A Visit to Nitto

Our friends from Tokyo Fixed in London visited Nitto and took this neat video. In addition to their own products, Nitto makes Grand Bois handlebars and racks. Enjoy!

About Jan Heine, Editor, Bicycle Quarterly

Spirited rides that zig-zag across mountain ranges. Bicycle Quarterly magazine and its sister company, Compass Cycles, that turns our research into the high-performance components we need for our adventures.
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8 Responses to A Visit to Nitto

  1. Eric Shalit says:

    Nice video.Thanks for sharing. Their choice of music is odd.


  2. Mr. S. says:

    Mixed feelings. Glad that Nitto exists still? Yes. Do I buy the notion their steel has the qualities of mithril? No. Can I see their ‘steampunk’ manufacturing system makes economic sense? Yes, so long as ‘retrogrouches’ will pay the premium; though places like Velo Orange are sourcing similar for much less, from Taiwan.

    Yet I have Nitto Randonneur bars, and like them well enough. As for ‘steampunk’, I only ride Brooks saddles, and love all three I own: two B17Ns and one Titanium Swallow.

    Apropos of nothing, as I am writing this comment we just had another tremor in Tokyo: June 14, 2011, 22:08. It’s getting old.

    • If you want to make handlebars in small quantities, it doesn’t make sense to set up huge machinery. What I like about Nitto is that I can get the bends I want – with more reach, flatter ramps, and even a truly functional (rather than merely aesthetic) randonneur bend. Beyond that, the main advantage of the high quality of Nitto’s production vs. many lower-priced competitors is a more uniform wall thickness, which allows you to make lighter handlebars that still are safer. A Grand Bois handlebar weighs about 90 grams less than the handlebars from the competition. Nitto-made bars pass EN safety tests… which are not required for selling bicycle products in North America, but it’s nice to know.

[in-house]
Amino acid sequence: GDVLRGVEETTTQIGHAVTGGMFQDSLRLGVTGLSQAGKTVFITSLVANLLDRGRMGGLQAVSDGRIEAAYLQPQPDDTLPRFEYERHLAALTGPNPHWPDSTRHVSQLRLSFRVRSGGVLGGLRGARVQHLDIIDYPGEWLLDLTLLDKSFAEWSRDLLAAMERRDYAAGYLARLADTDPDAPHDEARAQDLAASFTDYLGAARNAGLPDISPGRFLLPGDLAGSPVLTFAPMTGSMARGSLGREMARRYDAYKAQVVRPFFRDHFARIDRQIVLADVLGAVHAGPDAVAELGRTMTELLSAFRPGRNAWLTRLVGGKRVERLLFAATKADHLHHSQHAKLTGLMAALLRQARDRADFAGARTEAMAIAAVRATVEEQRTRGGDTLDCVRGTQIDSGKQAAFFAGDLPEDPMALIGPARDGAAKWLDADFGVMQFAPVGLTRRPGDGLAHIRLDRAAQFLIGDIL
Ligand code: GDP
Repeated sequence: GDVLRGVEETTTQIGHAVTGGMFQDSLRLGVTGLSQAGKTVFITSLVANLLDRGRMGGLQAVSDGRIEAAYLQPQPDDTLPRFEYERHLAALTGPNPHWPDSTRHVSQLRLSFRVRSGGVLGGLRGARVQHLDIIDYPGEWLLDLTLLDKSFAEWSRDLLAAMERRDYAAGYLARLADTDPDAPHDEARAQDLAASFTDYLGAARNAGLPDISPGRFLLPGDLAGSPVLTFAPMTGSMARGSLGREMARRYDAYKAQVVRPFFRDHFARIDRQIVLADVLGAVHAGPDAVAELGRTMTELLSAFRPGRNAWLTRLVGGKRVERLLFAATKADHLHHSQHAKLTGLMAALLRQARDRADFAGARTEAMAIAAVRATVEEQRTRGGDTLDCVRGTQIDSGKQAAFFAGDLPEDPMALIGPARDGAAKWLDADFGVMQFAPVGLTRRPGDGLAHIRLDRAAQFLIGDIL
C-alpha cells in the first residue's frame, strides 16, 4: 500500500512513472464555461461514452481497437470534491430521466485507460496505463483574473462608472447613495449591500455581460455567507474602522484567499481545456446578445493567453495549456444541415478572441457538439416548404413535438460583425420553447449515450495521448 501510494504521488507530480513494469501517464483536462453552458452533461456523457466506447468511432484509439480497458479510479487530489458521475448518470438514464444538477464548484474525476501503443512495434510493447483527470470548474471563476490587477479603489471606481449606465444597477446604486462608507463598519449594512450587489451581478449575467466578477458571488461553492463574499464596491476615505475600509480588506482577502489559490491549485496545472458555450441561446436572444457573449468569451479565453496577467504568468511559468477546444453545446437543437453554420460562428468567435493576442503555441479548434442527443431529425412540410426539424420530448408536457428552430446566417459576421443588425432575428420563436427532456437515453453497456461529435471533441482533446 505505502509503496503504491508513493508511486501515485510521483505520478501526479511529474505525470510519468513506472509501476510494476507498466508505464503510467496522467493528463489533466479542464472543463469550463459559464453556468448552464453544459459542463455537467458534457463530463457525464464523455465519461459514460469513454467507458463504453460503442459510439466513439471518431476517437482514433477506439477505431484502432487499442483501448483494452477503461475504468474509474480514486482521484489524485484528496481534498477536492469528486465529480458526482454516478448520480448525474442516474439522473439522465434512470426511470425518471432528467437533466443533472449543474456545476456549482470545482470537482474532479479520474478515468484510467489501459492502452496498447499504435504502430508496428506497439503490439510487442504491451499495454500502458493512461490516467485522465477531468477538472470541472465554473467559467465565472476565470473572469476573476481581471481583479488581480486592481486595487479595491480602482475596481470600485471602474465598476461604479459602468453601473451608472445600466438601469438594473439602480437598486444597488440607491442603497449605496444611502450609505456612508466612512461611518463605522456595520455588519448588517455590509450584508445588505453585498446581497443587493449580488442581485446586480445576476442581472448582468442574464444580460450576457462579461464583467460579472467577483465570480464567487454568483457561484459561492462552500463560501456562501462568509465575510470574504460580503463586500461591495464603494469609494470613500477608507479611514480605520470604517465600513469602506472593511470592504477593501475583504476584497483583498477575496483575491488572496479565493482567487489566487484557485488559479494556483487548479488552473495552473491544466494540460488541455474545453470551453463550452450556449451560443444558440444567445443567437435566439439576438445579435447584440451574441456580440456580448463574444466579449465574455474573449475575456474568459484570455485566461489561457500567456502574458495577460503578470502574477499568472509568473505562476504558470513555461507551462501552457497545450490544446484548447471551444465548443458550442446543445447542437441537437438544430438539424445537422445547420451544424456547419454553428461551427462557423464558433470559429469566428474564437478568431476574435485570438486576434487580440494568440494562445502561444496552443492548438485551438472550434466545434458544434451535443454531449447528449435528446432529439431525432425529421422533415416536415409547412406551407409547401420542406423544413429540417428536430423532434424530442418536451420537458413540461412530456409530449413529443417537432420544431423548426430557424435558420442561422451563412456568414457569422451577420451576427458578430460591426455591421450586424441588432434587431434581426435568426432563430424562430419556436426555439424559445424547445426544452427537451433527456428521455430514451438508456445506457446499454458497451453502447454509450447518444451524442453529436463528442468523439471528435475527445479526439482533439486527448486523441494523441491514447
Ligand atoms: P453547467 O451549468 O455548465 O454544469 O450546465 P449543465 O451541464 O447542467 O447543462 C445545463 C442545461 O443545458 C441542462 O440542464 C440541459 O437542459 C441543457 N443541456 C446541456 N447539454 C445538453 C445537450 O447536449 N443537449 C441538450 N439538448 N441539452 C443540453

• doug in seattle says:

      Not mithril, no, but better looking and higher quality, yes.

    • Price is one thing, quality is another. I don’t mean exclusivity, esoterica, hand-polished by lil’ ol ladies. No, I mean that these guys know metallurgy, materials, and manufacturing, and have for a long time. The cheaper, mass-produced Asian stuff is often not there. Recently read the testing of VO cranks in Bicycle Quarterly: premature wear of “7000” series chainrings, corrosion infiltrating grain structure of crankarm from one season of use. I won’t even start the list of cheap Asian hub failures I have had and seen. That I can get the Nitto quality for the small price they ask is value.

      >>>Yes, so long as ‘retrogrouches’ will pay the premium; though places like Velo Orange are sourcing similar for much less, from Taiwan.

  3. Tim says:

    A great video, I always find manufacturing videos interesting. I like how the handlebar bending machine makes it look so easy! And I might just need to buy a new stem now that I’ve seen the guy assembling them by hand.

    • They only show how to bend a relatively simple handlebar shape. I wonder how they make the Grand Bois Randonneur bars, which require bending in two planes, rather than one. (The Nitto Randonneur bars are a simplified shape that is easier to bend, but not as comfortable.)

  4. J. Nachlin says:

    Speaking of complex handlebar shapes, what I’ve always wondered is how they put the bulge in the center of the bars.

    Lovely video, anyway. Makes their production facility look pretty small.

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